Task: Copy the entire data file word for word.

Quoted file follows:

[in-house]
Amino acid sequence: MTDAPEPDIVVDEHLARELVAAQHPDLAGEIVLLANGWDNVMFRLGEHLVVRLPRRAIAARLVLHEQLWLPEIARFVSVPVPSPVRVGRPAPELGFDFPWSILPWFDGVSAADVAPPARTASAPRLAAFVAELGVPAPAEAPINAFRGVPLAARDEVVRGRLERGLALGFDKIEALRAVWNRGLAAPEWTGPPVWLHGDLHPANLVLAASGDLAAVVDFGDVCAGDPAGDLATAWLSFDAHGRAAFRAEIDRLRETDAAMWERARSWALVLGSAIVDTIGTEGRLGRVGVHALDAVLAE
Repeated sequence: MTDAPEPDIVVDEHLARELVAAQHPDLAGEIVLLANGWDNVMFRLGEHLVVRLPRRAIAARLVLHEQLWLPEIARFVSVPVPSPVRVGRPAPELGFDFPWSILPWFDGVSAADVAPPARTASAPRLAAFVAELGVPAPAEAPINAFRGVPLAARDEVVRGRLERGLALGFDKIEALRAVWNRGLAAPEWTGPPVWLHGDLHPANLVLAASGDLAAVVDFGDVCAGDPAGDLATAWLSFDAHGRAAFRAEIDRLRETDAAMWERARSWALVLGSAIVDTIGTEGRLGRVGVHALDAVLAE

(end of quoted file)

[in-house]
Amino acid sequence: MTDAPEPDIVVDEHLARELVAAQHPDLAGEIVLLANGWDNVMFRLGEHLVVRLPRRAIAARLVLHEQLWLPEIARFVSVPVPSPVRVGRPAPELGFDFPWSILPWFDGVSAADVAPPARTASAPRLAAFVAELGVPAPAEAPINAFRGVPLAARDEVVRGRLERGLALGFDKIEALRAVWNRGLAAPEWTGPPVWLHGDLHPANLVLAASGDLAAVVDFGDVCAGDPAGDLATAWLSFDAHGRAAFRAEIDRLRETDAAMWERARSWALVLGSAIVDTIGTEGRLGRVGVHALDAVLAE
Repeated sequence: MTDAPEPDIVVDEHLARELVAAQHPDLAGEIVLLANGWDNVMFRLGEHLVVRLPRRAIAARLVLHEQLWLPEIARFVSVPVPSPVRVGRPAPELGFDFPWSILPWFDGVSAADVAPPARTASAPRLAAFVAELGVPAPAEAPINAFRGVPLAARDEVVRGRLERGLALGFDKIEALRAVWNRGLAAPEWTGPPVWLHGDLHPANLVLAASGDLAAVVDFGDVCAGDPAGDLATAWLSFDAHGRAAFRAEIDRLRETDAAMWERARSWALVLGSAIVDTIGTEGRLGRVGVHALDAVLAE